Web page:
On the night of Knolls Fire on June 28, a sheriff’s deputy was working at the south end of the blaze when he came across two people fleeing on foot from a second flareup fire.
The officer is now being credited for saving their lives due to his quick actions.
The Knolls Fire had burned 13,000 acres, claiming one home, and forced 3,100 people to evacuate at around 9 p.m.
Deputy John Thomas from the Utah County Sheriff’s Office noticed the small flareup at the south end of the fire, burning near Saratoga Springs along State Road 68—that later came to be called the Mile Marker 17 Fire.
He also spotted a man and woman fleeing on foot and immediately contacted his dispatch, FOX13 reported.
“Can you confirm with fire if they have people just south of the Knolls that just started another fire?” Thomas is heard radioing to base in a video released by the sheriff’s office. “We just had a large flare-up down here with a couple of individuals running away.”
The pair had driven off-road in an effort to bypass a road closure due to the fire and get back to Saratoga Springs, Sgt. Spencer Cannon had told KSL.com.
“They had cut through a fence and driving along they essentially had a crash,” he said. “They went down into a ravine, got the truck stuck, the truck started to leak gas and it caught fire, and that’s what started the fire there that this deputy had seen.”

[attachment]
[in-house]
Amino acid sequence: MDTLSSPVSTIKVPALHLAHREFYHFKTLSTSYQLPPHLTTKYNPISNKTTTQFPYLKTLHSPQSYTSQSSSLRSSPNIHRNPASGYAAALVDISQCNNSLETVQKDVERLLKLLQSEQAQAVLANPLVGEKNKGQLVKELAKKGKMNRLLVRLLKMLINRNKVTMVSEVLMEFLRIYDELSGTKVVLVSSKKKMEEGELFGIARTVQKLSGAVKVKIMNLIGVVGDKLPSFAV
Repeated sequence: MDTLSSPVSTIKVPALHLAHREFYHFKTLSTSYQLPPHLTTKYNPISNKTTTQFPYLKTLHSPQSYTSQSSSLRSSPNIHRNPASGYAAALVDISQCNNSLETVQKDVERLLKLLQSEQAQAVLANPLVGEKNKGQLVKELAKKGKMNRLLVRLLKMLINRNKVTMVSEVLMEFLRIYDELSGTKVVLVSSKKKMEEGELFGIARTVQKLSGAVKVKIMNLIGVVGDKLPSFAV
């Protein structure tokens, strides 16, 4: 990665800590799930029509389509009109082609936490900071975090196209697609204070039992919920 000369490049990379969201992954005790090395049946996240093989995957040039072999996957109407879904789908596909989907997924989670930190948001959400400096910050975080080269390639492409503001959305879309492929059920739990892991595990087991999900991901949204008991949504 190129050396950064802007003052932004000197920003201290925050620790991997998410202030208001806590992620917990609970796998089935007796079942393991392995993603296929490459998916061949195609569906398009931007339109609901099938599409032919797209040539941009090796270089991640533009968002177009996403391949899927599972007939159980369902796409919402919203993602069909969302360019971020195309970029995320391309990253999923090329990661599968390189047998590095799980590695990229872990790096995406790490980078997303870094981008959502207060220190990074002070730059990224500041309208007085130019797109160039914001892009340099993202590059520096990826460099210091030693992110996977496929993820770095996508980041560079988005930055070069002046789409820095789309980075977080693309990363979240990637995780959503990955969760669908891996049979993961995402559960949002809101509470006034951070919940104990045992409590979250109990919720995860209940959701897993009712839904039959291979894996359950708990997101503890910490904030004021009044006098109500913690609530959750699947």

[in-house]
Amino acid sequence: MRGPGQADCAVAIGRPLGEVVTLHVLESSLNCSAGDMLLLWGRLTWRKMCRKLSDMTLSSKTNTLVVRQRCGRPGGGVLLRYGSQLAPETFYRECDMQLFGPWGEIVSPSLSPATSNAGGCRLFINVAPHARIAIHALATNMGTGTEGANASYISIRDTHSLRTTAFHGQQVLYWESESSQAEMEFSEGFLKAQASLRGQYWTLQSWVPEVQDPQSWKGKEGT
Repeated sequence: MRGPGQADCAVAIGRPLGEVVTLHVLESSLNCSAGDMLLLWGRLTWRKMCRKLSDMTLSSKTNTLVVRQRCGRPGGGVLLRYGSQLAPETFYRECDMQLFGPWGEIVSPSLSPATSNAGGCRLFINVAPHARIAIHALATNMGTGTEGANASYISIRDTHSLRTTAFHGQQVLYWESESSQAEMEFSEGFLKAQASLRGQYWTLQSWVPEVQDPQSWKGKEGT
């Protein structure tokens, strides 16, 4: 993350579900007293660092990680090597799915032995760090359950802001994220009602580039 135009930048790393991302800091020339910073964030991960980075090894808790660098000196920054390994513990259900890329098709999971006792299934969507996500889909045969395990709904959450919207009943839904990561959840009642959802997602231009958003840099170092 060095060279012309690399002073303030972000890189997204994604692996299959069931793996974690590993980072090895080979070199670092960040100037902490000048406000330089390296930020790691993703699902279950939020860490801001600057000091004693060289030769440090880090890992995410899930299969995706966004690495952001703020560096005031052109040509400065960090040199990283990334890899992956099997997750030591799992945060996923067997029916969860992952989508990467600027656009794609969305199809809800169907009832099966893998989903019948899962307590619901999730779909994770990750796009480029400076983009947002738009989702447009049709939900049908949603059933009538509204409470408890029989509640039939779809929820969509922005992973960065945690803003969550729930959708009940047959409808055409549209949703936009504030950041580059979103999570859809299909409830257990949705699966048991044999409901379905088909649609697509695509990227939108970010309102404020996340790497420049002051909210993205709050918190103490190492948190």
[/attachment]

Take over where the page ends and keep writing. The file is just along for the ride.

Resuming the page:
The two were “running for their lives,” the sheriff’s office stated in a Facebook post on Monday, adding that the 21-year-old woman’s hand, face, and much of her body were “badly burned.”
“The problem was the fire was catching up to them faster than they were running,” Cannon shared.
In normal procedures, the deputy would have called for medical assistance; however, the situation was urgent. Thomas got the two persons in his patrol vehicle and drove them to the highway, about a mile away, to safety.
The woman was then flown to a local hospital to receive treatment and remains hospitalized, while the 21-year-old man was unharmed during the incident. He was charged with criminal mischief and trespassing.
The sergeant added, “Without his actions, there’s no doubt at all that that fire would have caught up to them, and they most likely would not have survived the fire.”
After the incident, Thomas was publicly recognized by the Utah County Sheriff’s Office for his life-saving actions.
“It does mean a lot,” Thomas told FOX13. “I don’t feel like my actions were any different than anybody else’s actions but I do really appreciate it and it does mean a lot to me.”
We would love to hear your stories! You can share them with us at email@example.com